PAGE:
A good thing with the Board decisions, it’s slightly different than the Regional Office decisions, how the Regional Office decisions will list out every piece of evidence they’ve considered. The Board will kind of create a more of a summary when they’re discussing the evidence of record. So you kind of get to see if the board did address or discussed the evidence that you’ve submitted.
Courtney: We’re talking about these three different docket options if a Veteran wants to appeal to the Board, and we’re going to walk through the specifics of each.
So, you know, what are some thoughts on “What makes the evidence docket the right choice in a certain case for a veteran?” If they were trying to determine what are the pros of the evidence docket, what are some things that you should think about?
Michelle: So I think a good thing is you know, the fact that maybe you don’t want a hearing and keep in mind, the hearing docket is the longest wait time for a decision from the board, but you have additional evidence you want to submit to the Board that maybe isn’t of record already.
It’s usually a good option when you kind of gotten to a point with the Regional Office, or you know you want to get this before the Board. Sometimes, more complicated or complex issues are better handled by the Board. So submitting that additional evidence and getting up to the Board will give you a chance to get that decision – may be a favorable decision a little bit sooner. And again, it’s the option to submit evidence to the Board rather than maybe wait for the hearing. So it’s going to take a little bit more time than a direct docket, but less time from what we understand than the hearing docket.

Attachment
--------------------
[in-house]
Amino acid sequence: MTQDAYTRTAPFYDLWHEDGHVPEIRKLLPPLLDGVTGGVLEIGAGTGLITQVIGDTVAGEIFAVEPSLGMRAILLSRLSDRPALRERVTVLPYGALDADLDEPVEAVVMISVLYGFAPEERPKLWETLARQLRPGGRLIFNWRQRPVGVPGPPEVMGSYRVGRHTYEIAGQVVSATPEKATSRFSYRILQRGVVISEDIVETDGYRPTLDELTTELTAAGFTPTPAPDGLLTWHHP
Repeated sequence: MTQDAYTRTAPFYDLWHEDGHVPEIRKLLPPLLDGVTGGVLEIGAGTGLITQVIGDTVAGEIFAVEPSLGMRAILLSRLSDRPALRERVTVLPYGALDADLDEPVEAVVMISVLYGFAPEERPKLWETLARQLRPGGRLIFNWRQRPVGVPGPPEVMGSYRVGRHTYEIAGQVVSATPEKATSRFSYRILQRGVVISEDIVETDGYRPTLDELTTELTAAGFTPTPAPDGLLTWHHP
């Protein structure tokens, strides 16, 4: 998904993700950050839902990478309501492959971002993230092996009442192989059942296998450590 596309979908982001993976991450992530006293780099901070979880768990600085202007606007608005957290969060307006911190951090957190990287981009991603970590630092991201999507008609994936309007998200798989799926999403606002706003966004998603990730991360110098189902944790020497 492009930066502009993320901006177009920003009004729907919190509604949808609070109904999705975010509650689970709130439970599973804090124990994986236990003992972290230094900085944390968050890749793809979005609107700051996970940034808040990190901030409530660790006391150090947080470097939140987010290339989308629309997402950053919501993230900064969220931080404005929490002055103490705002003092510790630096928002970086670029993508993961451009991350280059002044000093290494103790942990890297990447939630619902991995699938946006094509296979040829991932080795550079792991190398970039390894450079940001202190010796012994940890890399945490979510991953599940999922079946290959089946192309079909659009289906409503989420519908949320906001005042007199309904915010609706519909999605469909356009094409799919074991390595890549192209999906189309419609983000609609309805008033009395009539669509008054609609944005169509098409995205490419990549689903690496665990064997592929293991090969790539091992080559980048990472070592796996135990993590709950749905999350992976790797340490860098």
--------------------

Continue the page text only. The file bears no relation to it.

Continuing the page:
Courtney: And I think that’s a great segue into summarizing, the second type of docket, which is the direct docket. And so in this docket, no additional evidence can be submitted, and you cannot request a hearing in this docket.
So in other words, if a Veteran wants, if a veteran selects a direct docket, the Board is only going to consider the evidence that was of record at the time of the decision that’s being appealed. So at the time of the, usually, a rating decision that’s being appealed.
So, one important distinction in this docket too is that you can submit an argument based on the evidence that was already of record at any point up until the time the Board makes a decision, but you can’t submit evidence. So that would be things like, you know, Nick mentioned before in terms of what can be submitted in the evidence docket — medical opinions or additional treatment records, or lay testimony. If it wasn’t previously part of the record,
when the VA made the decision that you’re appealing, you cannot submit in the direct docket.
And so that’s obviously quite a distinction from the evidence docket that we just outlined where there’s while they’re strict rules about when it can be submitted. You’re allowed to submit additional evidence in the Board will need to consider it assuming it’s submitted within the correct windows.
So, Nick, Michelle mentioned that you might receive a decision quicker in the direct docket how long can Veterans expect to wait for a decision if they selected the direct docket?
Nick: So at this point, VA still has a target goal of 365 days or one year. But obviously, the goal can be impacted by the number of cases that they receive on the direct docket. In terms of how they organize things, each case has a target distribution date. And that distribution date is what they consider to be the date by which the case must be decided and that’s usually set by
365 days from receipt of the Notice of Disagreement, and the amount of time that it takes for the case to eventually be decided by a Veterans Law Judge.
We have a BVA backlog tracker that provides some insight as to the recent wait times these Veterans have experienced, but by and large, this still remains the fastest of the three dockets. We are still receiving decisions within that year’s time frame or pretty close to it.